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Agnes Scott hosting Tricia Hersey learning lecture


Agnes Scott hosting Tricia Hersey learning lecture

Tricia Hersey. Image provided by Agnes Scott

Decatur, GA — The James Ross McCain Faith and Learning Lecture presents Rest as a Portal for our Collective Healing with Tricia Hersey on January 28, at 6 p.m, a press release says.

Tricia Hersey is the founder of The Nap Ministry and her work centers around rest as resistance and is rooted in black liberation theology, womanist theology, community organizing, spiritual practice and the science of sleep. This compelling and challenging lecture will be followed by a brief Q&A.

The event is free and open to the public. To register for the webinar, click here.

Tricia Hersey is a Chicago native living in Atlanta with over 20 years of experience collaborating with communities as a performance artist, theater maker, theologian, and community organizer. She is the founder of The Nap Ministry, an organization that examines rest as a form of resistance and reparations by curating spaces for the community to rest via Collective Napping Experiences, immersive workshops, and performance art installations. Her research interests include black liberation theology, womanism, somatics, and cultural trauma.

She holds a Bachelor of Science in Public Health from Eastern Illinois University and a Master of Divinity from the Candler School of Theology at Emory University. Tricia’s work has been seen with Chicago Public Schools, School of the Art Institute Chicago, Museum of Contemporary Art Cleveland, The Atlantic, United States Peace Corps, Google and organizations nationwide and internationally. You can follow The Nap Ministry on all social media platforms at @thenapministry and her website is triciahersey.com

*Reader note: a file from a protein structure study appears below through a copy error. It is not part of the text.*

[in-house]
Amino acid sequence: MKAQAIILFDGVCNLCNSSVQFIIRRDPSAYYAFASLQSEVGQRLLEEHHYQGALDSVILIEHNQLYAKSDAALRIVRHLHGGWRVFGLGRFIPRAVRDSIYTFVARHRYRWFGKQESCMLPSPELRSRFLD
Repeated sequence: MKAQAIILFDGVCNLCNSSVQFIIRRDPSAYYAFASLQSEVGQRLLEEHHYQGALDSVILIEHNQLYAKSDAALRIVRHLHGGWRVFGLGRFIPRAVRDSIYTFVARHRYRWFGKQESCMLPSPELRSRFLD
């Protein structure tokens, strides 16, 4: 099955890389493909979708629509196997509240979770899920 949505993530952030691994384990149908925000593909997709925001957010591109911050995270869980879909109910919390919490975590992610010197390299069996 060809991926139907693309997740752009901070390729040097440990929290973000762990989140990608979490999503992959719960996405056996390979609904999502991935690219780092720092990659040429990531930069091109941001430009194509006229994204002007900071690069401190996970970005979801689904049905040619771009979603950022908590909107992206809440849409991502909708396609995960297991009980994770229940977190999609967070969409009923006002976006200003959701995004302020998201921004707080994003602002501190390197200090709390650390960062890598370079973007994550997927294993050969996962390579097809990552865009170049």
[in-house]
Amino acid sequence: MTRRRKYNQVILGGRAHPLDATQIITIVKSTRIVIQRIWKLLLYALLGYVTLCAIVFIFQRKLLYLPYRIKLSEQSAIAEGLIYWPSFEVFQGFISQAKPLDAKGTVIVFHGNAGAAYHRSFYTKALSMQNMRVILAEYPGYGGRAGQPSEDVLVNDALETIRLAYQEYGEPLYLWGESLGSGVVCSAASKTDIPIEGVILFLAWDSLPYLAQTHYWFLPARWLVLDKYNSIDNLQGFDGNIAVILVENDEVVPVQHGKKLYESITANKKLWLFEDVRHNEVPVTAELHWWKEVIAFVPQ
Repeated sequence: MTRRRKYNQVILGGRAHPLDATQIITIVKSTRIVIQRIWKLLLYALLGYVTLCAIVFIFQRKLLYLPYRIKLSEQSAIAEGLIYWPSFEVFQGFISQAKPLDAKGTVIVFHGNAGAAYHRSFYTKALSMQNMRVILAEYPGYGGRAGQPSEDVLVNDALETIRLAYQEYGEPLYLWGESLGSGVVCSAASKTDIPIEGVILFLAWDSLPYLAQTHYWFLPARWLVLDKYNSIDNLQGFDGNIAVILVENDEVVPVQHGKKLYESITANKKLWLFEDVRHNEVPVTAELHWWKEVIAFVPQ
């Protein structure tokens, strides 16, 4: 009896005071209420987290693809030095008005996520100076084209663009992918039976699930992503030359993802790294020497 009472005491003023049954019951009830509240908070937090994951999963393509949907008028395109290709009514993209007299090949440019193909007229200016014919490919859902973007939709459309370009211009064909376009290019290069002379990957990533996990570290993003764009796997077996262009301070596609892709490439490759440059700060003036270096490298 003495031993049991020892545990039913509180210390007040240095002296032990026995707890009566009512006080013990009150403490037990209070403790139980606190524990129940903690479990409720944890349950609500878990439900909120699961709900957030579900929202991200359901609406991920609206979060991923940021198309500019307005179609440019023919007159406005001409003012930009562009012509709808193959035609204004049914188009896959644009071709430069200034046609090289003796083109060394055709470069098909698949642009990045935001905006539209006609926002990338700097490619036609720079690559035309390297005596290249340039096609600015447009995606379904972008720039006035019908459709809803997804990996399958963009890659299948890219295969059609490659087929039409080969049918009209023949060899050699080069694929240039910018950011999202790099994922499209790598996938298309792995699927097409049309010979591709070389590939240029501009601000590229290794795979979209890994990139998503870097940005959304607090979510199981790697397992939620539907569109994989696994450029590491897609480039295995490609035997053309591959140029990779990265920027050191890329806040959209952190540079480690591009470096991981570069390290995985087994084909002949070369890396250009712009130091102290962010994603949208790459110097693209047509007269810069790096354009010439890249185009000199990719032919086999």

The James Ross McCain Faith and Learning Lecture is a signature event hosted by the Office of Religious and Spiritual Life and brings a nationally recognized scholar to campus each year. The keynote address focuses on current conversations about questions of faith and values in American culture, providing timely and relevant points of reference for on-campus religious dialogue. The event is free, and the public is welcome to attend the lecture. The lecture is named for James Ross McCain, Agnes Scott College’s second president, who served from 1923 to 1951. Previous speakers include Bishop Minerva Carcaño, Dr. Amy-Jill Levine, Kate Bowler and Barbara Brown Taylor.

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